Navel orange trees, which first appeared in 1820 in Brazil, grow from cuttings, since the inverted twin orange that grows into the main fruit produces no seeds. Grown in Florida, California, Washington, Arizona and in other countries, navel orange trees can develop diseases such as foot rot, root rot, Fukumoto bark rot, navel orange split and citrus stubborn disease, all of which affect their ability to thrive.
Foot rot, a soil-borne disease, affects citrus fruit by attacking the trunk of the tree, either by moving up the trunk or down into the roots, according to James W. Ferguson, author of "Your Florida Dooryard Citrus Guide - Common Pests, Diseases, and Disorders of Dooryard Citrus." Disease symptoms include oozing of gum from the tree, as well as uneven patches. Eventually, cracking, dried bark becomes visible. Also, brown staining shows up on the wood underneath the bark. The disease also causes leaves to die or fail to grow, since the foot rot interferes with moving nutrients from the roots to the tree canopy.
Phytophthora Root Rot
When a navel orange trees suffers from phytophthora root rot, the leaves become light green or yellow and may fall off. Tree vigour declines, too, since the disease causes the root's outer layer to separate from the centre layer and turn soft, according to the article "Citrus Phytophthora Root Rot" by the University of California Integrated Pest Management Online. Though the tree can regenerate, severe damage to the roots prevents the tree from taking in water and nutrients, offsetting its ability to revive. The disease has similar symptoms as other tree diseases and pests, requiring a lab test to accurately identify it.
Fukumoto Bark Rot
Fukumoto bark rot causes dying, gumming branches, and cankers to appear on navel orange trees. The disease affects trees "one to two years old" as well as the Fukumoto variety more than others, according to Craig Kallsen, University of California farm adviser, in the article "Fruits and Nuts." Researchers suspect a copper deficiency causes the disease, since adding lime and copper to the soil shows some symptom relief. Gardeners will notice Fukumoto bark rot during hot temperatures in the spring or summer. The gumming may appear frothy and have a beer-brewing scent.
Navel Orange Split
Experts do not know the exact cause of navel orange split, but some suggest that the disease may occur on stressed trees, according to the article, "Navel Orange Split," by Pamela Geisel, University of California Cooperative Extension farm adviser, and Carolyn Unruh, University of California Cooperative Extension staff writer. Fluctuations in soil, temperature, fertiliser level and humidity as well as a combination of these may cause the orange to split at the navel before the fruit ripens. Drought-stricken trees taking water from the fruit or waterlogged trees triggering the fruit to swell too quickly all cause the oranges to split.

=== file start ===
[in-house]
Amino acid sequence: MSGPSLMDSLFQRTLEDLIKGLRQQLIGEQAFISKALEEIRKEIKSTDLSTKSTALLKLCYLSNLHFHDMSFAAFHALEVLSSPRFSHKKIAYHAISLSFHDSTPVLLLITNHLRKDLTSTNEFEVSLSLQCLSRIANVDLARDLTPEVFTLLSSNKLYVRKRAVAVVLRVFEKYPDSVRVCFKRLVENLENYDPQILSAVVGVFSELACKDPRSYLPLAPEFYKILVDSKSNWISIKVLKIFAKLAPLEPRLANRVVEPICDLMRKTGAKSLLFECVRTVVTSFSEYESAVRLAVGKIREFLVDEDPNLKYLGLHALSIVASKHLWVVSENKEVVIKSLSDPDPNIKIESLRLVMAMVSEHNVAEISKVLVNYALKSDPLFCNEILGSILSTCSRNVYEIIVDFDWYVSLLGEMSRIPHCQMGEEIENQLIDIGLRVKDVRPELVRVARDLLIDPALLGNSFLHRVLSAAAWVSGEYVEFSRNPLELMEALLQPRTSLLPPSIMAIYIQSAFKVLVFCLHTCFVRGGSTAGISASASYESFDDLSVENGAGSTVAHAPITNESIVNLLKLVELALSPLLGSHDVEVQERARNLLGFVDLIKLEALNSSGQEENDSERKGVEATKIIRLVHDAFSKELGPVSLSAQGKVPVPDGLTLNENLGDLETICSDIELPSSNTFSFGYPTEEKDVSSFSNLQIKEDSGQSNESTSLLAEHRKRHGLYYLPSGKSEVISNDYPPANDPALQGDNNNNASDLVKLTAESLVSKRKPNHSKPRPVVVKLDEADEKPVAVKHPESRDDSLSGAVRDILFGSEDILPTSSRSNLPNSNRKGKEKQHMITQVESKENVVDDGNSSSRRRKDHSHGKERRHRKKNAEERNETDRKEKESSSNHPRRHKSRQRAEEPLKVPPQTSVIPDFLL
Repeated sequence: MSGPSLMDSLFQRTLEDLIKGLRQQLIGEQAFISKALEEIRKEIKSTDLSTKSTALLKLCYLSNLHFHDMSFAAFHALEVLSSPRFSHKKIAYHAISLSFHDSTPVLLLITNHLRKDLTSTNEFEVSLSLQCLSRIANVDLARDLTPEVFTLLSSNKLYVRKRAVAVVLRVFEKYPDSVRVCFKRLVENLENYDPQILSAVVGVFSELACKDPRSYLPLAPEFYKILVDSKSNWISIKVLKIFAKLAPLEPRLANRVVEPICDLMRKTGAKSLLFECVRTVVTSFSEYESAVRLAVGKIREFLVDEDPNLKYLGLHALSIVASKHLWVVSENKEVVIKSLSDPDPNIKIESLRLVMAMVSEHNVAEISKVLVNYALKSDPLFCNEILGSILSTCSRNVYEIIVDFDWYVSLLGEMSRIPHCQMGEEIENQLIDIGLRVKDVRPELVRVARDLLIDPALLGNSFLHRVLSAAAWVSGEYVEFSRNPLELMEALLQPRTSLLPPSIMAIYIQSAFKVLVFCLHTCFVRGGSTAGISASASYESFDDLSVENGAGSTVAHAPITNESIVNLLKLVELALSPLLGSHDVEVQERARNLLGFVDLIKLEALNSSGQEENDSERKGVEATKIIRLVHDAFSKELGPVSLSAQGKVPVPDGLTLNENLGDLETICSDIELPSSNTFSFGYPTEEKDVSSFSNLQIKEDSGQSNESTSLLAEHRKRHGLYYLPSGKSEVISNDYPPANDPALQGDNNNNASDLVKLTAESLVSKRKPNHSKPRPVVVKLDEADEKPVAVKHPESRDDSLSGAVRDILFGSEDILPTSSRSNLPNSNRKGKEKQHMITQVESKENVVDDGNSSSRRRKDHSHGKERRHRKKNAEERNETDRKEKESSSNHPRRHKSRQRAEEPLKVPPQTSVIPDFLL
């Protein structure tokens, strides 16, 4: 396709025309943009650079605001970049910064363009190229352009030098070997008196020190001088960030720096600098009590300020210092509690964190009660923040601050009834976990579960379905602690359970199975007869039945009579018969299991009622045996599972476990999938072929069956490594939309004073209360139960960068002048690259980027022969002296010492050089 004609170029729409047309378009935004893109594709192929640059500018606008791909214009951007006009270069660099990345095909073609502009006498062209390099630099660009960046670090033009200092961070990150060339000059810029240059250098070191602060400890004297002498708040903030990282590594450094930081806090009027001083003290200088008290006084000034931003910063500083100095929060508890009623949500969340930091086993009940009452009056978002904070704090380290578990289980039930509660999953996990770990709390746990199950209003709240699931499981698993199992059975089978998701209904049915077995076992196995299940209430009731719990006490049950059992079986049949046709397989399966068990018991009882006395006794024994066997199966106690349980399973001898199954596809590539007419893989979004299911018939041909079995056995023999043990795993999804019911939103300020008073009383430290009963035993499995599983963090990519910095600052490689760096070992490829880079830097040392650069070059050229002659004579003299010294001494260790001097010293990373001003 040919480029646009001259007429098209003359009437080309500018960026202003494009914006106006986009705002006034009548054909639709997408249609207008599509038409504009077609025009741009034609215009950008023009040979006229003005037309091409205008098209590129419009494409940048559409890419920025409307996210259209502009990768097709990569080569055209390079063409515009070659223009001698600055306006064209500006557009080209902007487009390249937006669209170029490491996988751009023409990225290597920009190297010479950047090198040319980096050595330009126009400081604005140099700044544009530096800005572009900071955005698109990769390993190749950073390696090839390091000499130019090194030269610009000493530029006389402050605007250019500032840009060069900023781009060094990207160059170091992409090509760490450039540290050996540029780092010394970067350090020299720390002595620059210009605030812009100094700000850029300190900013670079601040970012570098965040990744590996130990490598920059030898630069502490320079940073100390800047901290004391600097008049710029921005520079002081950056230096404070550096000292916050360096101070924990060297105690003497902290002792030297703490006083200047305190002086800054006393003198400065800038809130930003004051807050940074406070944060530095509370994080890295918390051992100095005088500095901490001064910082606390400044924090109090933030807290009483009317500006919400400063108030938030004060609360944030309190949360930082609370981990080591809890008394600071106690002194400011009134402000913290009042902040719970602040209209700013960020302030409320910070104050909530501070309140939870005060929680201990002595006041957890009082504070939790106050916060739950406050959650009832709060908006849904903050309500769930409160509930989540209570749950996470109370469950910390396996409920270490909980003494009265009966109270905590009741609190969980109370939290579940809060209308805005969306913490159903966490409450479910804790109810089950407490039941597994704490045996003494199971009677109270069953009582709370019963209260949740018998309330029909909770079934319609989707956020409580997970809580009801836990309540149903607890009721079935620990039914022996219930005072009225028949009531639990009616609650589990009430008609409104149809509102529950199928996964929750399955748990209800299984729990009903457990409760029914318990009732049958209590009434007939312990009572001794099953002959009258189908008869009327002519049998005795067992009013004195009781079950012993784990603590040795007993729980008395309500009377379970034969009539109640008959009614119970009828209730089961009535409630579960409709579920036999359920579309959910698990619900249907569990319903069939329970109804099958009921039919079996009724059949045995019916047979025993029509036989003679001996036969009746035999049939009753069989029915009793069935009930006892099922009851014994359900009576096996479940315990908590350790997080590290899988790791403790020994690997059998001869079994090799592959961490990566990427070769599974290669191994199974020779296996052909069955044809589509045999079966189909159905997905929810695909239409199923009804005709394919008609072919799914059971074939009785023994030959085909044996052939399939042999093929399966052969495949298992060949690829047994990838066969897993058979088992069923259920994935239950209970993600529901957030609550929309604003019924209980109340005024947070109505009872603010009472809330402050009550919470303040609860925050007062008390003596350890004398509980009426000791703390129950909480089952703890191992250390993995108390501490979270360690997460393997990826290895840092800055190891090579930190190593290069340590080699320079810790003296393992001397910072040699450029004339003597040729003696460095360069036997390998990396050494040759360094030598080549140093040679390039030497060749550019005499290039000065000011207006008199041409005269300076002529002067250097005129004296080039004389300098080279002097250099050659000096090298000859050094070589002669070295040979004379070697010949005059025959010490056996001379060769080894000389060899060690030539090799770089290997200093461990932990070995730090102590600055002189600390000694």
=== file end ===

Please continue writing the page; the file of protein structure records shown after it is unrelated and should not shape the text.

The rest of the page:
Citrus Stubborn Disease
Having first affected navel trees in California, the citrus stubborn disease causes stunted growth in young trees. Agriculture experts noticed the citrus stubborn disease, caused by the spiroplasma cirri virus, in 1915. Other symptoms include dense foliage with leaves "cupped and unnaturally thick" as if nutrient deficient, according to the article "Stubborn Disease of Citrus" by Lawrence G. Brown of the Florida Department of Agriculture and Consumer Services. Some symptoms may not appear obvious on mature trees, but citrus stubborn disease causes the production of smaller, fewer and misshapen oranges. Though only affecting orange groves in the warmer regions of California and Arizona as well as North Africa, the eastern Mediterranean Basin and the Middle East, Florida growers and researchers consider the disease a threat.
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- University of Florida IFAS Extension: "Your Florida Dooryard Citrus Guide - Common Pests, Diseases, and Disorders of Dooryard Citrus"; James W. Ferguson
- University of California Integrated Pest Management Online; "Citrus Phytophthora Root Rot"
- Craig Kallsen, University of California Cooperative Extension farm adviser; "Citrus/Subtropical Horticulture, Pistachios"; June 2001
- Pamela Geisel, University of California Cooperative Extension; "Navel Orange Split"
- Lawrence G. Brown of the Florida Department of Agriculture and Consumer Services; "Stubborn Disease of Citrus"